Frequency Response Transimpedance Circuit

  1. What are Photops™?
  2. What are the advantages of having the op-amp in the same package with the photodiode?
  3. Why aren't the circuits completed in the Photops™ by adding resistors and/or capacitors?
  4. Can additional components be added to the existing Photops™?
  5. How do I determine what values for Rf and Cf should be chosen?
  6. How does the TIA bandwidth vary with load resistance?


1. What are Photops™?
The Photops™ Series combine either a Photoconductive or UV enhanced photodiode with an operational amplifier die in the same package.

2. What are the advantages of having the op-amp in the same package with the photodiode?
By having a signal amplified as close to the detector as possible, the effects of noise picked by the pins, wire leads, and other PCB conductor traces can be minimized. This is in addition to saving a lot of space on your board or any other substrate.

3. Why aren't the circuits completed in the PhotopsTM by adding resistors and/or capacitors?
Photops™ are very versatile components. They can be utilized for various gains and bandwidths determined by the external feedback components (resistors and capacitors). Since bandwidth and gain characteristics are application specific, adding a specific value resistor and/or capacitor will limit the operating of these devices.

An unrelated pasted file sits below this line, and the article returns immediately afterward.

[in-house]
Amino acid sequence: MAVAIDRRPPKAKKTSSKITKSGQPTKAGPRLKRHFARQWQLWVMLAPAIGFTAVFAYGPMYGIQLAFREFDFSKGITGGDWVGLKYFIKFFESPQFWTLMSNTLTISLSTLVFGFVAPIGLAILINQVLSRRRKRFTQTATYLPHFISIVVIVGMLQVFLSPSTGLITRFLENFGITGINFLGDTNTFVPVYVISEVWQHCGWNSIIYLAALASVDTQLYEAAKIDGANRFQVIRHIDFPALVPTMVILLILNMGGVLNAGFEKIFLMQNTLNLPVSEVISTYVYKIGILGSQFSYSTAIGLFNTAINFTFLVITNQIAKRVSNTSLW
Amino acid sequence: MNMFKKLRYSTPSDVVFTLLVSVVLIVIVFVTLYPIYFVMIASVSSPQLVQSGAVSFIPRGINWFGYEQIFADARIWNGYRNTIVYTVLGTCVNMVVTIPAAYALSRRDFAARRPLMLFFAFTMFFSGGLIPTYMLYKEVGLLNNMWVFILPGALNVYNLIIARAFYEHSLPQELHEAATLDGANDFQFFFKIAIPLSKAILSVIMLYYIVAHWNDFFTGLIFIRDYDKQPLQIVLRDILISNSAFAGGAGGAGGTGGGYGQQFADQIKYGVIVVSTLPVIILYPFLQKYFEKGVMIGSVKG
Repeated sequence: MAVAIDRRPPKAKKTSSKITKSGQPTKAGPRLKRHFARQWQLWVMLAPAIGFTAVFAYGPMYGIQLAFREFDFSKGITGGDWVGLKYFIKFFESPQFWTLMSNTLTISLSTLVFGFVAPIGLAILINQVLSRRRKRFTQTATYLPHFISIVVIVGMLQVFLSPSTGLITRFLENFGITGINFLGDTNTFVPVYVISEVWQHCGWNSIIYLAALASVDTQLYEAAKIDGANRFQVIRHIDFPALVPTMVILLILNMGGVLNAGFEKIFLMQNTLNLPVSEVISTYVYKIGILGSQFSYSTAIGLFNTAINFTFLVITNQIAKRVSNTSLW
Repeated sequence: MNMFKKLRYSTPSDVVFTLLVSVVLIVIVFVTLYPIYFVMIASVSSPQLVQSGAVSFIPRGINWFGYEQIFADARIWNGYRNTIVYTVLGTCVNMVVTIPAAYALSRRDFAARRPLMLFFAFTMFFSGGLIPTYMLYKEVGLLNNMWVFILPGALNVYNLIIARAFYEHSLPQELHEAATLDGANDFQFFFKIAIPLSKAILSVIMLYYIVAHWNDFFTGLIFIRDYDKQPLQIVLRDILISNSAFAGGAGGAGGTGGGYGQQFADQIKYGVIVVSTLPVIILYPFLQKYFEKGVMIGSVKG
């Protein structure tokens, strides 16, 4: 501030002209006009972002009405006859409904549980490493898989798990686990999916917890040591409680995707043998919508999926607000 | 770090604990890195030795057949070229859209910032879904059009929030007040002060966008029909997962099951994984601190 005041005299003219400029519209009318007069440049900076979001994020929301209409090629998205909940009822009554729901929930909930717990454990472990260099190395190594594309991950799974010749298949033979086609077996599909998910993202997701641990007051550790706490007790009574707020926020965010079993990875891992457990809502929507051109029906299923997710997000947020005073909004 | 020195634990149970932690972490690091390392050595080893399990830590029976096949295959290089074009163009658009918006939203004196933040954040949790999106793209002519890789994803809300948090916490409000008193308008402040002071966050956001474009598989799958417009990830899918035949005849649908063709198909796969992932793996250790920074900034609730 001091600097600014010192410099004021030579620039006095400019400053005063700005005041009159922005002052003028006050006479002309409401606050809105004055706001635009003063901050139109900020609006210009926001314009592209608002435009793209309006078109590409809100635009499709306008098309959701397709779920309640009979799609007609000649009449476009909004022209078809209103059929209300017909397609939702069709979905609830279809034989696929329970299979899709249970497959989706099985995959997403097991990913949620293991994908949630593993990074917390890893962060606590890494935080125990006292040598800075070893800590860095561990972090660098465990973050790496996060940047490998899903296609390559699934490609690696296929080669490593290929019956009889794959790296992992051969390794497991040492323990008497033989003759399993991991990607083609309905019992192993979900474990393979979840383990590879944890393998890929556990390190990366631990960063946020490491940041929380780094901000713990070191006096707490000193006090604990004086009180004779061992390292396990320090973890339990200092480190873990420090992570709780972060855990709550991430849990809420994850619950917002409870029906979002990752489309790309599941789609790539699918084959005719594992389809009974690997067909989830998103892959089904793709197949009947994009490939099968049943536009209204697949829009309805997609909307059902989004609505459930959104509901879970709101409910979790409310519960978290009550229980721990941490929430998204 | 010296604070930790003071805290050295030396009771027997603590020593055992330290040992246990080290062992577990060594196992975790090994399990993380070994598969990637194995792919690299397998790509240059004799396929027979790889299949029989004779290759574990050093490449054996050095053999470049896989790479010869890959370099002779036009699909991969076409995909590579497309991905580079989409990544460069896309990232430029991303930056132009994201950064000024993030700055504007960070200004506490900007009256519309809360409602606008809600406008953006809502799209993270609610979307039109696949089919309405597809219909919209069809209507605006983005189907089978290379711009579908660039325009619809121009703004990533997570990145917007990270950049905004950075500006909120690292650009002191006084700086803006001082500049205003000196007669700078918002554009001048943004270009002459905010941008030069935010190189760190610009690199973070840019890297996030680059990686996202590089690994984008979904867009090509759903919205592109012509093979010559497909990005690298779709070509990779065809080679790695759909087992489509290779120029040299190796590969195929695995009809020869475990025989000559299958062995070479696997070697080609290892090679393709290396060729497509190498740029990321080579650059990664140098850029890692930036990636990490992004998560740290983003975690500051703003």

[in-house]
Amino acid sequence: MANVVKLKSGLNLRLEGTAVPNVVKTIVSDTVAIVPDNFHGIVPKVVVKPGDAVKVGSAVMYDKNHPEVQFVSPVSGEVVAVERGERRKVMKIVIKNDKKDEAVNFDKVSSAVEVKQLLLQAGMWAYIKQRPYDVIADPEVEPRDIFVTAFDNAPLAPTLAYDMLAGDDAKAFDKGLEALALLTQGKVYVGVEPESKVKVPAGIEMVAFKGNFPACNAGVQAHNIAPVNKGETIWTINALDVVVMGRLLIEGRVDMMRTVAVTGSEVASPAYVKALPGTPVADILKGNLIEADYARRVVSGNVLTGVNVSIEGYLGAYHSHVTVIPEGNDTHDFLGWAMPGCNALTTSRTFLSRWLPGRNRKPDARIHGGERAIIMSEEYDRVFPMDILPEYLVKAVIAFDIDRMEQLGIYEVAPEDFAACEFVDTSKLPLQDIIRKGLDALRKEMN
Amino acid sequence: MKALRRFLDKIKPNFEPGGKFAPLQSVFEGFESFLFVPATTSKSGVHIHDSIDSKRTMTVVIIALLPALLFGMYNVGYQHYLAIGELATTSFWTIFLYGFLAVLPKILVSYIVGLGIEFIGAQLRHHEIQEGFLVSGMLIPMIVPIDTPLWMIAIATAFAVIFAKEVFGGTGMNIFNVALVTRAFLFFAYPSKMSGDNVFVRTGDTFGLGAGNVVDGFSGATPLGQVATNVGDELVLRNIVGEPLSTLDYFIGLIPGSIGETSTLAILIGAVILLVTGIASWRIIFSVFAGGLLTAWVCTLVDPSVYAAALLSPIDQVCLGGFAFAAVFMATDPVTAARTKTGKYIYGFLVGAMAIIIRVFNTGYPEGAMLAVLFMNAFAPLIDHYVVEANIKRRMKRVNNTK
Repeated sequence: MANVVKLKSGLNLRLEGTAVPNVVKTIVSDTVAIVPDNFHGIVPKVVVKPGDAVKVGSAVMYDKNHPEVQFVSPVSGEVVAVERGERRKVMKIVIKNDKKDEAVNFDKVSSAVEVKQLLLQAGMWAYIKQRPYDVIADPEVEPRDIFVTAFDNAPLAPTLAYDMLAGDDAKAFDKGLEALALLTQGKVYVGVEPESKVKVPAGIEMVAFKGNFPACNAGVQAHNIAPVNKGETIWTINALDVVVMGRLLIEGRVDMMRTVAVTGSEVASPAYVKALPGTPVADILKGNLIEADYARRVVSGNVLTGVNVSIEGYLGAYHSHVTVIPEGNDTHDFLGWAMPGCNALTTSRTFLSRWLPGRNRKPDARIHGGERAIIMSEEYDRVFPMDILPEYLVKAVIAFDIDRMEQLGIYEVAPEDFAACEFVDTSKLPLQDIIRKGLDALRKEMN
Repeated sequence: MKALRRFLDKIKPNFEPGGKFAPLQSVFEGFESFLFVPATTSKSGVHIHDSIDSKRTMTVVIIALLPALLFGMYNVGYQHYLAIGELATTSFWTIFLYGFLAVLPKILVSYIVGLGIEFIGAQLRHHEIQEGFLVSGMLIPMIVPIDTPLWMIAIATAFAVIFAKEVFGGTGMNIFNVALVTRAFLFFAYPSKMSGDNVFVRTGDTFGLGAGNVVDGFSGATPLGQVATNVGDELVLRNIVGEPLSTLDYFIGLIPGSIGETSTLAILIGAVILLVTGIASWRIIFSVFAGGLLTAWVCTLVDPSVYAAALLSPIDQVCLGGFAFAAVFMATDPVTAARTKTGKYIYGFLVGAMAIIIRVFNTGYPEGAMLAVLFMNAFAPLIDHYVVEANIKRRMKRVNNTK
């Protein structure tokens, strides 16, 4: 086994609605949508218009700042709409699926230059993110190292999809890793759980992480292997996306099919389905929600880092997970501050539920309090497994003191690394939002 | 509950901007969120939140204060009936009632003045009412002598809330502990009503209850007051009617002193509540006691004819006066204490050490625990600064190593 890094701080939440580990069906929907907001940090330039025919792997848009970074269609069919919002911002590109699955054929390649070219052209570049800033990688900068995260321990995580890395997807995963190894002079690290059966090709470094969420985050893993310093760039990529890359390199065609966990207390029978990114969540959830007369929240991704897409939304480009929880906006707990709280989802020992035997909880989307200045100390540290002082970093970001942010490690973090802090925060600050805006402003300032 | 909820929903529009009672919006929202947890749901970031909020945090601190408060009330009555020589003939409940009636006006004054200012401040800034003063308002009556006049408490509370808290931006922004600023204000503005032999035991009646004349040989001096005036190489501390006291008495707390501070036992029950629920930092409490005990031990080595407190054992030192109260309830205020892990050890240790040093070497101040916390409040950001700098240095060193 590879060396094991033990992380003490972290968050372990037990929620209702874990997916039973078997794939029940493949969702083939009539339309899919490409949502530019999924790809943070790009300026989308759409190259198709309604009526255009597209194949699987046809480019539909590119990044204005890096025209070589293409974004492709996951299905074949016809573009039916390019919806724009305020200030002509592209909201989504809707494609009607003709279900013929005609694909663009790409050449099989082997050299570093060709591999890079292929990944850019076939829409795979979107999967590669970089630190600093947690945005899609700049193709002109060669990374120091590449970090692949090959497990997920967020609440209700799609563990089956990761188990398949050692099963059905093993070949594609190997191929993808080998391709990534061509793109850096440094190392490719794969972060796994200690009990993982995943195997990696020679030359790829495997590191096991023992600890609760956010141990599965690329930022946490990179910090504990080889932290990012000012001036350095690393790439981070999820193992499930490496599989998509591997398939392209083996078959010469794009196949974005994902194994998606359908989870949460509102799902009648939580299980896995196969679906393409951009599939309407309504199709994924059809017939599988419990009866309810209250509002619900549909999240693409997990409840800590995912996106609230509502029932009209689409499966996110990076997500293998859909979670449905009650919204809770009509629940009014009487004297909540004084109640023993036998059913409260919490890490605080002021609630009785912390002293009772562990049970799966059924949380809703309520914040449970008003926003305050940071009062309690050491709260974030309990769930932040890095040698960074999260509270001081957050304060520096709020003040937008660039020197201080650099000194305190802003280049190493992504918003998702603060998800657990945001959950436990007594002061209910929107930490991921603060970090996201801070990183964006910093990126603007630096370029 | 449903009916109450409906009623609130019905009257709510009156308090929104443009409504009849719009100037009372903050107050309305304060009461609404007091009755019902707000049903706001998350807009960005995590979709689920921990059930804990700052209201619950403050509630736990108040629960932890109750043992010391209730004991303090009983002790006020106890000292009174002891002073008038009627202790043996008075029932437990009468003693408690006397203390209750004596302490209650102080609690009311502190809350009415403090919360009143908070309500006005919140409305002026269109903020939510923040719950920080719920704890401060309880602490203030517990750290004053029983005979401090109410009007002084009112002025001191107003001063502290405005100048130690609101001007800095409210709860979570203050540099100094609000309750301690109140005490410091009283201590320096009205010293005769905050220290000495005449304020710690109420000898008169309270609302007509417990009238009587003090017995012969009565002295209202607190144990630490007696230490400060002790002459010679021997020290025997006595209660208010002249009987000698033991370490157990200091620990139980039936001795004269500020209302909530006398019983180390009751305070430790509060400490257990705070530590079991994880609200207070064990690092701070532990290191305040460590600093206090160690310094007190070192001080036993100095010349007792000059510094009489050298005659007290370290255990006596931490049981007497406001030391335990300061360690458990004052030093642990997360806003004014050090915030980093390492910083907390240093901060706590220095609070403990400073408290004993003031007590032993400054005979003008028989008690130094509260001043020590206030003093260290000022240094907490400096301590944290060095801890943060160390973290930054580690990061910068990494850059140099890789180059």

4. Can additional components be added to the existing Photops™?
Yes, any modification is possible. OSI Optoelectronics can not only provide any additional electrical components in the same package, but can also include an optical filter. Please contact our Applications Group with any of your specific requirements.

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5. How do I determine what values for Rf and Cf should be chosen?
The feedback resistor, Rf, directly determines the gain in a transimpedance amplifier configuration; e.g. a 10kW resistor will amplify the signal, including noise, by a factor 10,000. The feedback capacitor, Cf, will determine the -3dB-frequency response as following:

The Gain Bandwidth Product (GBP) of the op-amp limits the desired frequency response of the detector/amplifier combination. Rf and Cf should be chosen such that the -3dB frequency response to be less than the maximum frequency of the op-amp:

where CA is the amplifier's input capacitance and CJ is the photodiode's junction capacitance.

A large value RF, even though achieving a large gain, will reduce the bandwidth as well as introducing additional noise due to the thermal noise in the resistor. An increase of Cf, however, will increase the stability of the system, but at the expense of a slower response time.

6. How does the TIA bandwidth vary with load resistance?
The Transimpedance Amplifier (TIA) bandwidth is related to the load resistance per following relationship:

where RL is the load resistance.

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